Sure, some folks only saw me as a rich foreigner and expected me to shower them with  lavish gifts or help them get visas for Europe, so of course there were some subtle efforts to take advantage of my presence. But not once did anyone try to reach for my wallet in a pick-pocketing effort.

In fact, of all the foreigners that I met over my time in Africa, not a single one had been mugged and only one managed to get his camera nicked from his pocket in the busy border post of Rosso between Mauritania and Senegal.

After my robbery, Titi, the Senegalese manager of my guest house Chez Titi, tried to console me: “You know, you are not the first person this has happened to. Six years ago a French lady also got robbed here.” Geez, SIX years ago?! So what are the odds that this would happen to me? I should play the lottery more often…

In his 20 years of living in the Bijagos Islands, Titi recalled hearing of three robberies before my case. THREE.

Comparing this to the stories of travelers in Latin America where you’ll hardly meet a person who has not been robbed or mugged, the difference was staggering. (Though despite traveling in Latin America for more than eight months in total, I’ve never been robbed there. In Guatemala City I had a close call last year but managed to run away.)

So go on guys and especially gals – travel to West Africa if you are interested in the region and don’t be afraid of going at it alone. At least not from a safety perspective.

(Surely this cute chimp from The Gambia’s Baboon Island agrees!)

You are more likely to be mugged or robbed at home than to encounter the kind of a rotten apple  that I did. And even I could have probably avoided my uncomfortable fate by asking my friends to walk me back to my guesthouse that night.

So no, I was not asking for trouble by traveling to Africa alone. But since I did find it – who knows, maybe it was just my time to get mugged, in honor of my 12-year globetrotting anniversary. So unless you’ve got the same celebration coming up, I’d say you’re fine!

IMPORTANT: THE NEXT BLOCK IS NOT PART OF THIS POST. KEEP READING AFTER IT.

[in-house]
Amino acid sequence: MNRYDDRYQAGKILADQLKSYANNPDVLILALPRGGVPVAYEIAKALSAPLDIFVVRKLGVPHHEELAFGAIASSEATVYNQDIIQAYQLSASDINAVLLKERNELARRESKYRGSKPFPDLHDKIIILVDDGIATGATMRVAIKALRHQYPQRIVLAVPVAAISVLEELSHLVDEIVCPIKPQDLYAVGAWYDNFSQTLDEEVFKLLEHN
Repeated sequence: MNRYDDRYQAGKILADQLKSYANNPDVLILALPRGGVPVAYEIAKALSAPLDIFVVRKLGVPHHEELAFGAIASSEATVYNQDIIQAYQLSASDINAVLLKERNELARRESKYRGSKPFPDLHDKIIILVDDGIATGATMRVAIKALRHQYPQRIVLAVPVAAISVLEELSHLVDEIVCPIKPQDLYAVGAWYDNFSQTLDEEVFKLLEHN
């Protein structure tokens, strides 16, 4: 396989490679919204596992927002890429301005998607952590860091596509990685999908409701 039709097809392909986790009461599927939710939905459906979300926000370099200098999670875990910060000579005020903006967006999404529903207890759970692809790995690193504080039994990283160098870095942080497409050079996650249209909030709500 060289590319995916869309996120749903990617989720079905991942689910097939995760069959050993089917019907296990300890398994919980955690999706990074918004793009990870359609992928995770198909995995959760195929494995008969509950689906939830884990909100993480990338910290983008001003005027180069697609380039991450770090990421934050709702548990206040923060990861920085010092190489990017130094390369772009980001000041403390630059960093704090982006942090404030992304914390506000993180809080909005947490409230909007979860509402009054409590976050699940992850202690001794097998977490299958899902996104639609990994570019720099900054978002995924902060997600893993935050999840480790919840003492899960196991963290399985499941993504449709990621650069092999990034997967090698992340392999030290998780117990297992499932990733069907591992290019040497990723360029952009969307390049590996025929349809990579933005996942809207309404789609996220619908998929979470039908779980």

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The Worst Interview of My Life

As you may have read from the last post, I spent more than three weeks in tiny Guinea-Bissau during my Great West African Tour of 2012 (four months, five countries, two occupied territories – surely the name of my trip is not much of an exaggeration?). 🙂

Besides liking Guinea-Bissau a whole lot, one of the reasons I stayed there for some extra time was that I was reporting on a new museum that is opening up soon. It’ll honor freedom fighter Amilcar Cabral, Africa’s “Che Guevara,” who fought for the independence of his home countries of Guinea-Bissau and Capo Verde in the 1970s. The museum is housed in Cabral’s childhood home in the town of Bafata, which was recently renovated by UNESCO.

I visited the museum and wrote the story for Passblue.com, a website that reports on issues related to the United Nations. The article can be read here and I’d love for all of you to check it out! After all, this piece was very challenging to complete, so please show it some looooove. ❤

Why was it so hard, you may ask… Well, mostly because I don’t speak Portuguese Creole, the official language of Guinea-Bissau. And people there don’t speak much English. So there was a bit of a communication barrier…

But one language I do speak fairly well is Spanish, and many Bissau-Guineans can also communicate in Portuguese. So rather than spending time (and money) looking for a translator, I decided to try to somehow manage on my own.

So I traveled to the town of Bafata, organized some interviews, went over to meet the people of UNESCO, called the governor of Bafata, and dug up some relatives of Cabral and thought everything would just be smooth sailing from there on…